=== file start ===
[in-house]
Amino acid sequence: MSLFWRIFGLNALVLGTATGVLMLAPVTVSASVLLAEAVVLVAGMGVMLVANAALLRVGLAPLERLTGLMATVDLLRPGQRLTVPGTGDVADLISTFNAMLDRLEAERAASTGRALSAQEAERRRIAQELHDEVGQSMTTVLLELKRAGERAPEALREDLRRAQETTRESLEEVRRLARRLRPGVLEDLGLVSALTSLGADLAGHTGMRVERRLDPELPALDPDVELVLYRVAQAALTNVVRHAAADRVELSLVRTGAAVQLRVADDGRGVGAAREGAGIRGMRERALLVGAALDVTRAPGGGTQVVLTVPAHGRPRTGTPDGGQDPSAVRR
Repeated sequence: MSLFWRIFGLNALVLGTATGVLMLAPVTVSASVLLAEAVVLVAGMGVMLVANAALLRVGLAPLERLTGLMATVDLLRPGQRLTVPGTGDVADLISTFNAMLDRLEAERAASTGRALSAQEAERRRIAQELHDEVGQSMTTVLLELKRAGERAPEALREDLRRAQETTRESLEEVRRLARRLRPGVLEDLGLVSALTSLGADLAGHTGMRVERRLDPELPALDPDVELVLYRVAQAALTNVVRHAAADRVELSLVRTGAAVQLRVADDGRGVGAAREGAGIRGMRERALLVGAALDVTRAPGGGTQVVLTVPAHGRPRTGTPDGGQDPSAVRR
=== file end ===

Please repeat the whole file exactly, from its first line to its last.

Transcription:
[in-house]
Amino acid sequence: MSLFWRIFGLNALVLGTATGVLMLAPVTVSASVLLAEAVVLVAGMGVMLVANAALLRVGLAPLERLTGLMATVDLLRPGQRLTVPGTGDVADLISTFNAMLDRLEAERAASTGRALSAQEAERRRIAQELHDEVGQSMTTVLLELKRAGERAPEALREDLRRAQETTRESLEEVRRLARRLRPGVLEDLGLVSALTSLGADLAGHTGMRVERRLDPELPALDPDVELVLYRVAQAALTNVVRHAAADRVELSLVRTGAAVQLRVADDGRGVGAAREGAGIRGMRERALLVGAALDVTRAPGGGTQVVLTVPAHGRPRTGTPDGGQDPSAVRR
Repeated sequence: MSLFWRIFGLNALVLGTATGVLMLAPVTVSASVLLAEAVVLVAGMGVMLVANAALLRVGLAPLERLTGLMATVDLLRPGQRLTVPGTGDVADLISTFNAMLDRLEAERAASTGRALSAQEAERRRIAQELHDEVGQSMTTVLLELKRAGERAPEALREDLRRAQETTRESLEEVRRLARRLRPGVLEDLGLVSALTSLGADLAGHTGMRVERRLDPELPALDPDVELVLYRVAQAALTNVVRHAAADRVELSLVRTGAAVQLRVADDGRGVGAAREGAGIRGMRERALLVGAALDVTRAPGGGTQVVLTVPAHGRPRTGTPDGGQDPSAVRR